Occurrence, distribution and diversity of groundnut rosette assistor virus causing groundnut rosette disease in Western Kenya
Mabele, Anthony S.
Were, Hassan K.
Ndong’a, Millicent F O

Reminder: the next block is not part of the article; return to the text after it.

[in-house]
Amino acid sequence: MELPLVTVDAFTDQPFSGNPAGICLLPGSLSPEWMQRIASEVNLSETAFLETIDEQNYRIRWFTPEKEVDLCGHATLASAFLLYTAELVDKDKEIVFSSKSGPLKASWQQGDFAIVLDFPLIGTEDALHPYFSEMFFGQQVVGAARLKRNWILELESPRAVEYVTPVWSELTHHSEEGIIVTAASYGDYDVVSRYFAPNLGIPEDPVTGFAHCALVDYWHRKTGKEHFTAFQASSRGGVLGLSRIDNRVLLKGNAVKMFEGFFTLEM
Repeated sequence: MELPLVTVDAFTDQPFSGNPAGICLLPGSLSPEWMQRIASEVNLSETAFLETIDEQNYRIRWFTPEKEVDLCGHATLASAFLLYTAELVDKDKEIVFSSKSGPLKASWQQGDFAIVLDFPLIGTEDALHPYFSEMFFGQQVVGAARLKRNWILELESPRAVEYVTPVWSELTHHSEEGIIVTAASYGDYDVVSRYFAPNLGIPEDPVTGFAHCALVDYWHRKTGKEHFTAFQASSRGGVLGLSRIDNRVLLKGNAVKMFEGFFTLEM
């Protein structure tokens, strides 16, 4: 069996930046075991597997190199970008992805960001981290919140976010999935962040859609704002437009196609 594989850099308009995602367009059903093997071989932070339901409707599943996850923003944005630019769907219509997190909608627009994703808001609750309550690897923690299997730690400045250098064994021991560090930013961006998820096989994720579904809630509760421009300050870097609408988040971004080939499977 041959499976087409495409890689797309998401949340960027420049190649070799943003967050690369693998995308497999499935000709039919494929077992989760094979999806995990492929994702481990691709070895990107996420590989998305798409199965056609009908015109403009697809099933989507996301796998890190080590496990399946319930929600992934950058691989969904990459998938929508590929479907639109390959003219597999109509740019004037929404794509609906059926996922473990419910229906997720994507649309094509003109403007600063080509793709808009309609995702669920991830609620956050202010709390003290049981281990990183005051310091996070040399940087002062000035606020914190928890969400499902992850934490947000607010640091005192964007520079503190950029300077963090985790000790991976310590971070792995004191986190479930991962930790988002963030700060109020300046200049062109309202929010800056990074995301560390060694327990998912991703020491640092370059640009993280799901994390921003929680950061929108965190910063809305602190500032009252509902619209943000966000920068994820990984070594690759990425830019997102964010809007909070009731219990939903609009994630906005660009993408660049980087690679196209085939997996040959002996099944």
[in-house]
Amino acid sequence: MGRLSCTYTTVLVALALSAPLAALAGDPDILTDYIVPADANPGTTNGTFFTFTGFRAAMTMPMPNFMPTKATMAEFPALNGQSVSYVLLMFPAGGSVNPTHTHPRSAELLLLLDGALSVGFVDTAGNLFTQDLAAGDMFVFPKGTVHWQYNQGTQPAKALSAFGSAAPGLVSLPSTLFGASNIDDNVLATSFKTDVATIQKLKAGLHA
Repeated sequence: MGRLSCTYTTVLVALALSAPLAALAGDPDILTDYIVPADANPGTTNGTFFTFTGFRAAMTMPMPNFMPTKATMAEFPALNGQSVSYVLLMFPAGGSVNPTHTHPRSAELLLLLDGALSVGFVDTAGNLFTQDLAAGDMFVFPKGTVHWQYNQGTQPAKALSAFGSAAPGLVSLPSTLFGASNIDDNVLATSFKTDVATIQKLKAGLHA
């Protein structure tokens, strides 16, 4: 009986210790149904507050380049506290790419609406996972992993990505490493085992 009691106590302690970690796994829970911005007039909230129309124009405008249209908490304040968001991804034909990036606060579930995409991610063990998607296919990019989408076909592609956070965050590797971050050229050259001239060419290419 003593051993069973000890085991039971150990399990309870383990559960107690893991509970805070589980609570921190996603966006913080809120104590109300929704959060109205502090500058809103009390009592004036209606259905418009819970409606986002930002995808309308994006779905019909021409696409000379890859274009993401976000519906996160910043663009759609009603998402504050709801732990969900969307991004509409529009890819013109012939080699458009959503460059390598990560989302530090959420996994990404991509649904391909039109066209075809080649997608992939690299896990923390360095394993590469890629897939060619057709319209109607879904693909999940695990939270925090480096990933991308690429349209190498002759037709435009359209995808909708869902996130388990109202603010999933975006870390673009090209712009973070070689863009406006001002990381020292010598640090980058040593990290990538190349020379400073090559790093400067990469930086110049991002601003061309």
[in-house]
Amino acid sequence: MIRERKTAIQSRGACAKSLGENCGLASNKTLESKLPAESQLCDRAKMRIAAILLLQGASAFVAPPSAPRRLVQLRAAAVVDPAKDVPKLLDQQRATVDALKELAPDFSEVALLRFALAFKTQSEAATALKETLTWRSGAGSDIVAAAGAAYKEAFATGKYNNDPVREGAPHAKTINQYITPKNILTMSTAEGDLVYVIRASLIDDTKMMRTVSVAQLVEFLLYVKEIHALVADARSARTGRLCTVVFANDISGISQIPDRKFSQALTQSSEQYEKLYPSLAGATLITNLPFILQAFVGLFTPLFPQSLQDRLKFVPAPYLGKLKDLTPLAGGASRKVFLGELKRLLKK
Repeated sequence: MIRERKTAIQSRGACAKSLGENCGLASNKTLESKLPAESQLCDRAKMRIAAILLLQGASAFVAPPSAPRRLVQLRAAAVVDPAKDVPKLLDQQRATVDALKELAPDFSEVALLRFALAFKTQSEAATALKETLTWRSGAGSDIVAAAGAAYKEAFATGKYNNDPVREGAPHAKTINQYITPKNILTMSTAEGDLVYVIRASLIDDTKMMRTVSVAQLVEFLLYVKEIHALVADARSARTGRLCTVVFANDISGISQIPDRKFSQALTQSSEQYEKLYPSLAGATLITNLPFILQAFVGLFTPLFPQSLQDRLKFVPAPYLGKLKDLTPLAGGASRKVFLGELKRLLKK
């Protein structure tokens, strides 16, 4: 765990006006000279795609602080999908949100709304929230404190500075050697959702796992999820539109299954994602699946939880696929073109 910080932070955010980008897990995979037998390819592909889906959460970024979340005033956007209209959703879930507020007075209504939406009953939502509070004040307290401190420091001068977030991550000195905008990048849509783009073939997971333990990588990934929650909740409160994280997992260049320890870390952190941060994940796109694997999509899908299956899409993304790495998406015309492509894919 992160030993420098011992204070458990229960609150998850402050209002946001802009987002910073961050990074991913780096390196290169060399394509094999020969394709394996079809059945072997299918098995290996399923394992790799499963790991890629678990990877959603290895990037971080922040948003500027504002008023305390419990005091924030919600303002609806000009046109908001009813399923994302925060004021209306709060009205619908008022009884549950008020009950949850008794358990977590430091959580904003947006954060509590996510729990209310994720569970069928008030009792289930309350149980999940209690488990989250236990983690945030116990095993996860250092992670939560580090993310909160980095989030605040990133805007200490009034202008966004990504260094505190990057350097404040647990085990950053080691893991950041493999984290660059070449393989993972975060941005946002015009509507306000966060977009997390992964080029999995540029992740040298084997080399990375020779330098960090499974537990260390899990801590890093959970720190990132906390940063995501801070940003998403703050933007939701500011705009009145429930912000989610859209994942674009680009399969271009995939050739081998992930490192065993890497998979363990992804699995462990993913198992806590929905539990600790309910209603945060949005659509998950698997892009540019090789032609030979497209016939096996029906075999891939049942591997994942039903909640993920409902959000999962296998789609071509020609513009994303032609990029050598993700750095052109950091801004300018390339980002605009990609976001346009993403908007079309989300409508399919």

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Groundnut (ArachishypogaeaL.) is an economically important edible oilseed legume, grown in western Kenya. Groundnut rosette disease (GRD) is a major constraint in sub-Saharan Africa, which can cause 100% yield losses in a severe epidemic situation. Rosette is transmitted in nature by the viruliferous aphid vector, Aphis craccivoraKoch (Homoptera: Aphididae), in a polycyclic, persistent, circulative and non-propagative manner. The disease is caused by two synergistic viruses; groundnut rosette assistor virus (GRAV, genus Luteovirus) and groundnut rosette virus (GRV, genus Umbravirus) associated with a satellite-ribonucleic acid (Sat-RNA). The GRD viruses occur in two predominant symptom forms; chlorotic rosette and green rosette, which override the isolated occurrence of mosaic rosette symptom. There is not enough information on the occurrence, distribution and diversity of GRAV causing GRD in western Kenya. This study characterized the virus and determined its occurrence, distribution and diversity in western Kenya. The diagnostic survey was conducted in Bungoma and Kakamega counties representing the Lower Midland (LM) and Upper Midland (UM) agro-ecological zones (AEZs). GRD incidence was recorded and subjected to ANOVA and pairwise comparison of means done using Least Significance Difference (LSD) at P ≤ 0.05. Symptomatic leafy samples were collected for molecular analysis. Total RNA was extracted and sent for sequencing using next generation sequencing technologies (NGS). The RNA sequence data was analyzed using our own Bioinformatics pipeline and molecular phylogeny analysis by BLAST MEGA version 6.0. Individual farms recorded 100% chlorotic and green rosette symptoms respectively, 20% Mosaic rosette while others had mixed symptoms across all the AEZs. Rosette disease is widespread in groundnut growing areas of western Kenya, due to inadequate potential based cropping systems. Molecular and biological characterization with extensive field evaluation surveys of groundnut isolates and indicator plants, is required for harnessing better crop protection technologies.
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